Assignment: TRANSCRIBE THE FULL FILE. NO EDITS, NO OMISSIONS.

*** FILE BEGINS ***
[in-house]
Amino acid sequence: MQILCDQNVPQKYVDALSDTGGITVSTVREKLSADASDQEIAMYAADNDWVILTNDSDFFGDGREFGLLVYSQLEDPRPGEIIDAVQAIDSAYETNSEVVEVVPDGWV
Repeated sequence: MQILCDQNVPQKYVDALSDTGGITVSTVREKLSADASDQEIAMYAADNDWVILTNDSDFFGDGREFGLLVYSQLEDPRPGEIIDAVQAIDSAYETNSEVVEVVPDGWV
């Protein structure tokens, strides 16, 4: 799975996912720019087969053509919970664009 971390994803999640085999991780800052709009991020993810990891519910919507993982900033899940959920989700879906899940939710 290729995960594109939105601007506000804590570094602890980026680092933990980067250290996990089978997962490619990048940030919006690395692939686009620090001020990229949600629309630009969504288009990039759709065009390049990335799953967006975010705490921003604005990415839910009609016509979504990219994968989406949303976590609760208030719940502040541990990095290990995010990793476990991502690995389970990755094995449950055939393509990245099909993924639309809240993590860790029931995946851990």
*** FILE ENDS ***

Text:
[in-house]
Amino acid sequence: MQILCDQNVPQKYVDALSDTGGITVSTVREKLSADASDQEIAMYAADNDWVILTNDSDFFGDGREFGLLVYSQLEDPRPGEIIDAVQAIDSAYETNSEVVEVVPDGWV
Repeated sequence: MQILCDQNVPQKYVDALSDTGGITVSTVREKLSADASDQEIAMYAADNDWVILTNDSDFFGDGREFGLLVYSQLEDPRPGEIIDAVQAIDSAYETNSEVVEVVPDGWV
């Protein structure tokens, strides 16, 4: 799975996912720019087969053509919970664009 971390994803999640085999991780800052709009991020993810990891519910919507993982900033899940959920989700879906899940939710 290729995960594109939105601007506000804590570094602890980026680092933990980067250290996990089978997962490619990048940030919006690395692939686009620090001020990229949600629309630009969504288009990039759709065009390049990335799953967006975010705490921003604005990415839910009609016509979504990219994968989406949303976590609760208030719940502040541990990095290990995010990793476990991502690995389970990755094995449950055939393509990245099909993924639309809240993590860790029931995946851990």